Epileptic children may be high on illegal cannabis
Australian families dosing their epileptic children with extracts of illicit cannabis to slow or halt damaging seizures were mostly unaware the drugs they were using had low concentrations of cannabidiol (CBD), the cannabis constituent thought to have the most health benefits, yet every sample contained amounts of tetrahydrocannabinol (THC), the psychoactive constituent that can give users a high, a new university study has found.
Seventy-five per cent of the surveyed families said the cannabis was an “effective” treatment for their epileptic children. “There’s an emerging literature now that THC in relatively low doses can have a variety of therapeutic actions, and that might include effects on epilepsy,” said Iain McGregor, academic director of the University of Sydney’s Lambert Initiative for Cannabinoid Therapeutics, which conducted the study.
However the study noted that concerns remained about the effects of THC on the developing brain, with some children found to have levels of THC metabolites in their urine that would be associated with intoxication and possible impairment in adults.
“We’d done earlier work that showed that recreational cannabis in Australia has very little CBD in it,” Professor McGregor said. “I guess if you’re making a medicinal product out of the cannabis that’s available illicitly, invariably it will tend to be THC-dominant, not so much CBD.”
It has been estimated that about 100,000 Australians now use illicit cannabis for medicinal purposes. Medicinal cannabis was legalised in Australia in late 2016, but the rollout has been slow. To date, about 700 Australian patients had been prescribed legal medicinal cannabis, Professor McGregor said, many of them children with epilepsy.
The study consisted of semi-structured interviews of 65 families with children with diverse forms of epilepsy, who were asked whether the cannabis was an effective treatment, and in most cases asked for a sample of the drug for analysis. It included technical analysis of the cannabis the families were using.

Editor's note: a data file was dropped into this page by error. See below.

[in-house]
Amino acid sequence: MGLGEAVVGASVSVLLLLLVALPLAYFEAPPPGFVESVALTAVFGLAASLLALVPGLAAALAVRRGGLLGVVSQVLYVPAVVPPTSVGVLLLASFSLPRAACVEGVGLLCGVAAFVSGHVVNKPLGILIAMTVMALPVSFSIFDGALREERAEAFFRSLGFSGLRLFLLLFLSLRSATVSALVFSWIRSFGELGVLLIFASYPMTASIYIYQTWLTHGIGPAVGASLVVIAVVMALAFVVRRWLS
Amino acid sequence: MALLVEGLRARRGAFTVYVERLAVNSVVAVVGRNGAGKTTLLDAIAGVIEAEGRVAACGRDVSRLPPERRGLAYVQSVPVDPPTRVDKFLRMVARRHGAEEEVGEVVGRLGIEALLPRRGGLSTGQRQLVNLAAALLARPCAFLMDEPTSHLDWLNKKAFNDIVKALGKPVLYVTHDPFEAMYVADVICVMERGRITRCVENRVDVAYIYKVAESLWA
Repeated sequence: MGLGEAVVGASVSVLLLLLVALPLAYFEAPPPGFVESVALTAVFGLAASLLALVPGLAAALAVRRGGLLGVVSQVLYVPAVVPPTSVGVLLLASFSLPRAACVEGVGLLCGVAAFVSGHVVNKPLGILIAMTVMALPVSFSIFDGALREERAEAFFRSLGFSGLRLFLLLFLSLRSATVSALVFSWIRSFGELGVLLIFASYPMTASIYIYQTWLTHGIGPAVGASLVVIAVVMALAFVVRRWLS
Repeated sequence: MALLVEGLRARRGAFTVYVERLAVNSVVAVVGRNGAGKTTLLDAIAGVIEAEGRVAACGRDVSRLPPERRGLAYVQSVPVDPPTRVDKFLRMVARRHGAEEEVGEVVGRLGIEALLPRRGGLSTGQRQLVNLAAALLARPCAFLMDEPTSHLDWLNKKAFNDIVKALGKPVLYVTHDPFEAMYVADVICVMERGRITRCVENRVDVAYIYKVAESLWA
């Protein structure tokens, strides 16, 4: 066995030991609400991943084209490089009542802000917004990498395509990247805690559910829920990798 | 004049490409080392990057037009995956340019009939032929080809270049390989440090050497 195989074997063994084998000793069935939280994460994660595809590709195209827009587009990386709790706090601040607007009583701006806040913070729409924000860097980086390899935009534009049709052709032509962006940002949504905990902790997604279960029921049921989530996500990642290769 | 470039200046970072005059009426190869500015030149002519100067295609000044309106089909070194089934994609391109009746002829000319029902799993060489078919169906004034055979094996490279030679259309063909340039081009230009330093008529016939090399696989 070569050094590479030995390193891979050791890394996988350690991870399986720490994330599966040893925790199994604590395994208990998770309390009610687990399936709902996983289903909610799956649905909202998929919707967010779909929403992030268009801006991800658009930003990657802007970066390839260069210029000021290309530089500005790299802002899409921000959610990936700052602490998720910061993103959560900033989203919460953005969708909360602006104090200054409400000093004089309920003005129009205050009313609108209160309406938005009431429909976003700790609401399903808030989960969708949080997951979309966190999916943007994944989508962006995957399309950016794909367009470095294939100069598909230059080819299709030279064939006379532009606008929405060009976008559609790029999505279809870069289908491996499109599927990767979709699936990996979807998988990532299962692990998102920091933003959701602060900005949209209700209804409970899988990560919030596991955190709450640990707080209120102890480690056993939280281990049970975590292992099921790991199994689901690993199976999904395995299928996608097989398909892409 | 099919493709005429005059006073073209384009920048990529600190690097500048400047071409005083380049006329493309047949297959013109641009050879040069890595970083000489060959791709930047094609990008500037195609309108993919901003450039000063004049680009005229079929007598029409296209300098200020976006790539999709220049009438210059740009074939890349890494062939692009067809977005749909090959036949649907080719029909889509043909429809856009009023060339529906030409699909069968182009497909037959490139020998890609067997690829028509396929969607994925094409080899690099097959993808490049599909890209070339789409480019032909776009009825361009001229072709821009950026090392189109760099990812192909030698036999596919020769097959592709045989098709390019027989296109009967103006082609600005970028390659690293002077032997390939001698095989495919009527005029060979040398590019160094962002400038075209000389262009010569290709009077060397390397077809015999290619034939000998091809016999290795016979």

Lead author and PhD candidate with the Lambert Initiative Anastasia Suraev said THC was not necessarily high in all the samples: some had ultra-low doses of THC, while others were in the higher range.
Just fewer than half the families using medical cannabis had reduced their children’s anti-epileptic medication. “Our findings highlight the huge unmet clinical need in the management of treatment-resistant epilepsy in childhood,” Ms Suraev said.
Launched in 2016, before medicinal cannabis was legalised in Australia, the study found that families using cannabis extracts to treat their children’s epilepsy were more likely to report their children as being “treatment-resistant” or, in some cases, experiencing intolerable side-effects from standard epilepsy treatments.
Sixty-one cannabis extract samples were collected from families who were using or had previously used cannabis for their children’s epilepsy. Only 6 per cent of the extracts had doses of CBD that approached the minimum doses used in recent clinical trials, whereas 98 per cent of the extracts contained THC or THCA (found in fresh cannabis, before it is dried and the THCA becomes THC).
Chronic epilepsy in childhood is mostly characterised by repeated seizures and developmental delay, and treatment-resistant epilepsy affects between 20 and 30 per cent of patients.